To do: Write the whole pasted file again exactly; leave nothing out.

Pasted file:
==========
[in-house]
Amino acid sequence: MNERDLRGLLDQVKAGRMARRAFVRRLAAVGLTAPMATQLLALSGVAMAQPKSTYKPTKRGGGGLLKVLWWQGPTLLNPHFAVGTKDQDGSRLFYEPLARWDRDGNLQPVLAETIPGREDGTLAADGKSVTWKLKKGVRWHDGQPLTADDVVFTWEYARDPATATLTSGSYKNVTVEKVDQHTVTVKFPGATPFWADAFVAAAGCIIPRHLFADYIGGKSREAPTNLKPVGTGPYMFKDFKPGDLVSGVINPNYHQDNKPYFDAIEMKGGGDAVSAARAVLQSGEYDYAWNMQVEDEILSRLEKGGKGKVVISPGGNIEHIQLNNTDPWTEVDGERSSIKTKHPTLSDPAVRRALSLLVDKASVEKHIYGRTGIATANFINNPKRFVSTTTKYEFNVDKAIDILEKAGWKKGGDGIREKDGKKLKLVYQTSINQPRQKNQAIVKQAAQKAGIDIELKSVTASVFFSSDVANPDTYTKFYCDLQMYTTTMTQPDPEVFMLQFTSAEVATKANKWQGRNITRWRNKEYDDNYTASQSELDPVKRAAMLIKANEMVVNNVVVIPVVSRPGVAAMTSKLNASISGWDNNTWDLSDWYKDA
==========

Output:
[in-house]
Amino acid sequence: MNERDLRGLLDQVKAGRMARRAFVRRLAAVGLTAPMATQLLALSGVAMAQPKSTYKPTKRGGGGLLKVLWWQGPTLLNPHFAVGTKDQDGSRLFYEPLARWDRDGNLQPVLAETIPGREDGTLAADGKSVTWKLKKGVRWHDGQPLTADDVVFTWEYARDPATATLTSGSYKNVTVEKVDQHTVTVKFPGATPFWADAFVAAAGCIIPRHLFADYIGGKSREAPTNLKPVGTGPYMFKDFKPGDLVSGVINPNYHQDNKPYFDAIEMKGGGDAVSAARAVLQSGEYDYAWNMQVEDEILSRLEKGGKGKVVISPGGNIEHIQLNNTDPWTEVDGERSSIKTKHPTLSDPAVRRALSLLVDKASVEKHIYGRTGIATANFINNPKRFVSTTTKYEFNVDKAIDILEKAGWKKGGDGIREKDGKKLKLVYQTSINQPRQKNQAIVKQAAQKAGIDIELKSVTASVFFSSDVANPDTYTKFYCDLQMYTTTMTQPDPEVFMLQFTSAEVATKANKWQGRNITRWRNKEYDDNYTASQSELDPVKRAAMLIKANEMVVNNVVVIPVVSRPGVAAMTSKLNASISGWDNNTWDLSDWYKDA